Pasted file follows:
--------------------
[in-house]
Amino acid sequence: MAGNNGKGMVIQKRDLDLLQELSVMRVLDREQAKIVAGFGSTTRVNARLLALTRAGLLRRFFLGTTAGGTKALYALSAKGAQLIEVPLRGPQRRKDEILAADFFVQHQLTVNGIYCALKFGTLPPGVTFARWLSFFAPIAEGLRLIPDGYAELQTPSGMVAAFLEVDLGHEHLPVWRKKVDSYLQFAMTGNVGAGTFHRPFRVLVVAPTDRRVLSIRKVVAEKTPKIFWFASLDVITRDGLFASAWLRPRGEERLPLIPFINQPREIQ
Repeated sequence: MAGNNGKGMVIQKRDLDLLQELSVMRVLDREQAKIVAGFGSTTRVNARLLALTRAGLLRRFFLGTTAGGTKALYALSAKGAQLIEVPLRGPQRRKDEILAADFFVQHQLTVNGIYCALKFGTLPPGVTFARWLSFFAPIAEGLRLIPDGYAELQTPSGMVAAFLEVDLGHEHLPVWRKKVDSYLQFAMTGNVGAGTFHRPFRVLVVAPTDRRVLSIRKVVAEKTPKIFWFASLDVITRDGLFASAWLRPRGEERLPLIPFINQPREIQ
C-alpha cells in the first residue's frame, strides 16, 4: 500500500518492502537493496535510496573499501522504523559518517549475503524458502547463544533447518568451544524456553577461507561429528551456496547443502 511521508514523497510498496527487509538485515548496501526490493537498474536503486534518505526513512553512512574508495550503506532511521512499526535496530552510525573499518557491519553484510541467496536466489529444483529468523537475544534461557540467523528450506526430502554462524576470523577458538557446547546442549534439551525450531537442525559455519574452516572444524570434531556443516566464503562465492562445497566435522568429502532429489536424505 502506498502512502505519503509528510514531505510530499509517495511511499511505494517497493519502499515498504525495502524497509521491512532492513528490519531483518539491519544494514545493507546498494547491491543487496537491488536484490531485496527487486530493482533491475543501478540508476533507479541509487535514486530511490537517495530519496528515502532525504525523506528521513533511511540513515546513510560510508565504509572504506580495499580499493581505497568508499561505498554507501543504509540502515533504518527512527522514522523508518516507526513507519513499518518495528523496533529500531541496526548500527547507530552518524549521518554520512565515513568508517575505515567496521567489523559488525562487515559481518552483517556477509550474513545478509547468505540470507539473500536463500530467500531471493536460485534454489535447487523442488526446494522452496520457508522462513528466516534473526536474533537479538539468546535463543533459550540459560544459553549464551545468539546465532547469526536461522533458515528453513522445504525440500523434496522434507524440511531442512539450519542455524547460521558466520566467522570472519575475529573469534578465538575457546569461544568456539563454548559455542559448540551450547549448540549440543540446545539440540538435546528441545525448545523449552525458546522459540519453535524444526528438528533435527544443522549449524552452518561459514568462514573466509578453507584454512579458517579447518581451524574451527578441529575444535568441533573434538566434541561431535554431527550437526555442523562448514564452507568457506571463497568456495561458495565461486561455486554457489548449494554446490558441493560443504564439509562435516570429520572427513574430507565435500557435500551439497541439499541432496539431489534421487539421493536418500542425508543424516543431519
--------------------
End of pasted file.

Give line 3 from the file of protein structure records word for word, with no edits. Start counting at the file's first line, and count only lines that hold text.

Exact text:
Repeated sequence: MAGNNGKGMVIQKRDLDLLQELSVMRVLDREQAKIVAGFGSTTRVNARLLALTRAGLLRRFFLGTTAGGTKALYALSAKGAQLIEVPLRGPQRRKDEILAADFFVQHQLTVNGIYCALKFGTLPPGVTFARWLSFFAPIAEGLRLIPDGYAELQTPSGMVAAFLEVDLGHEHLPVWRKKVDSYLQFAMTGNVGAGTFHRPFRVLVVAPTDRRVLSIRKVVAEKTPKIFWFASLDVITRDGLFASAWLRPRGEERLPLIPFINQPREIQ